By Anjali and Rishika Kashyap
I wrap myself in five yards of respectability and bask in my own glory
But I don’t remember if I begged for this with folded hands
Or has it been roughly thrust upon me?...
These were the opening lines of a powerful poem in Oriya titled 'My Sari' by Paramita Satpathy, an income tax officer by profession and a writer by passion. On day two of the Lit Fest, Satpathy and fellow poet Sanjukta Dasgupta defined Narishakthi through their work.
For instance, Satpathy's poem talks of the sari being a symbol of respectability; it even becomes a cloak for the unasked-for expectations heaped upon women. The poet says society expects a woman to behave in a particular manner and do everything a certain way. But society also questions her if she dares to make her own choices. Which is why, the poet says she wants to shred that sari and hand those pieces to women who are ignored by society -- a rag picker, a woman burned by her inlaws over dowry, a rape survivor and a barmaid. The poet hopes such women will benefit from the respectability of her sari. But she ends up in despair for the next morning, she finds:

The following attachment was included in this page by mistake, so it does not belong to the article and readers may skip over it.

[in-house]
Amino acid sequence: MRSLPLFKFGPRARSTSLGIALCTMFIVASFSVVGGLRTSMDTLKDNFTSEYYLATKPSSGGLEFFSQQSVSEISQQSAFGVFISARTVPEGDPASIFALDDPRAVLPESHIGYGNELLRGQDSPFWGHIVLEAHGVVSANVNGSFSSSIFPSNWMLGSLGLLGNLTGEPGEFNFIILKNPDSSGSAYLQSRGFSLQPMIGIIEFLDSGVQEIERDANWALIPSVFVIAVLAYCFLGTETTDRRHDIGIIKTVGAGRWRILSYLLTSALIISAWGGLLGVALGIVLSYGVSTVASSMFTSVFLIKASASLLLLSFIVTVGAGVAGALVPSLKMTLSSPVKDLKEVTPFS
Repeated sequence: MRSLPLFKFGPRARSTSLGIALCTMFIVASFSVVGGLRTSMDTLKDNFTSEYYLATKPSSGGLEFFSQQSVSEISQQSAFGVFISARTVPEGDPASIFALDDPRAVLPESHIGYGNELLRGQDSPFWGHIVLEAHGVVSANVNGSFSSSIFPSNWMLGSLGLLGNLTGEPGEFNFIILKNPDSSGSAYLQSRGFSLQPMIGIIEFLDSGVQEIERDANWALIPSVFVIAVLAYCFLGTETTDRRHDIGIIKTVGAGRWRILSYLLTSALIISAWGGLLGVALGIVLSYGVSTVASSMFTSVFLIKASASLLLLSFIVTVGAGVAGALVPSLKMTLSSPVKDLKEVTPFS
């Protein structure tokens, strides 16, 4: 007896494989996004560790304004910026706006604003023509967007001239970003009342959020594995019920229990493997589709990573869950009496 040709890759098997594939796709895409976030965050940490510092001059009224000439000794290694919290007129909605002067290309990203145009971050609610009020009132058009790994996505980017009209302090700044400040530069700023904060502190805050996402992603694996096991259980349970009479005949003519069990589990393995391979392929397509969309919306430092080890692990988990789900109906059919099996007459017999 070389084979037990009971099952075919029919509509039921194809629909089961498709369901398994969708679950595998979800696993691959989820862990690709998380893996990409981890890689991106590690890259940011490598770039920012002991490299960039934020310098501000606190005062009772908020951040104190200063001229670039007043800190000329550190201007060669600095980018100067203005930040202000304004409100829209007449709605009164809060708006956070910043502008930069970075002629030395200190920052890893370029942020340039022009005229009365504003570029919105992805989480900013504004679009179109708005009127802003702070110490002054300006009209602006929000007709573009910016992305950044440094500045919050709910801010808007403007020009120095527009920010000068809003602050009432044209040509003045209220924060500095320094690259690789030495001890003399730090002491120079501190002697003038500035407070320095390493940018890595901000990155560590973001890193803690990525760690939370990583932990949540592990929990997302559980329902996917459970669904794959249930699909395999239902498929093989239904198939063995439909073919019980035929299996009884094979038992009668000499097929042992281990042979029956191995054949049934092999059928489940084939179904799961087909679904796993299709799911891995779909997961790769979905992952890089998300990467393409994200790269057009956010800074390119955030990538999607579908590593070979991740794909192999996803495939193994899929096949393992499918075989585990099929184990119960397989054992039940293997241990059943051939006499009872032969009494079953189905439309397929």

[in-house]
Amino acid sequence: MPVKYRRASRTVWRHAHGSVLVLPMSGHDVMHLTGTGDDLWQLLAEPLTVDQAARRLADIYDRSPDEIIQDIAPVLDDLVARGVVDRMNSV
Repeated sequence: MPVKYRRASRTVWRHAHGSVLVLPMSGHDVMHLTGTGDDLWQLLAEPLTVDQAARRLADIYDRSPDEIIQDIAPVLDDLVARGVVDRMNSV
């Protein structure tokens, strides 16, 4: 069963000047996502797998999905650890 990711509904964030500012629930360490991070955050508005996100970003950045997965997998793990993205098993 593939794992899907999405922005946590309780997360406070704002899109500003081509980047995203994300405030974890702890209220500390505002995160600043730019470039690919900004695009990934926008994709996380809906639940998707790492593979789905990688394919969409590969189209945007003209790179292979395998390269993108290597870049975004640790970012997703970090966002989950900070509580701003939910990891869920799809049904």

In the morning, I found all the pieces back
In a conspiracy to cover me again...
Sanjukta Dasgupta, on her part, also read out a poem titled 'The Pillion Rider’. Her work talks about the powerlessness of women and depicts how women are treated in their own homes, how they are used and abused. The poet is angered by the fact that women are still considered inferior to men and treated like objects to be owned. In this poem, Dasgupta also expresses her anguish about why women are never the driver or the rider; never trusted to direct, but rather, always expected to be the pillion rider.
No one taught me driving
No one gave me a bike.
They said he has a bike
So what’s your problem, you silly wife?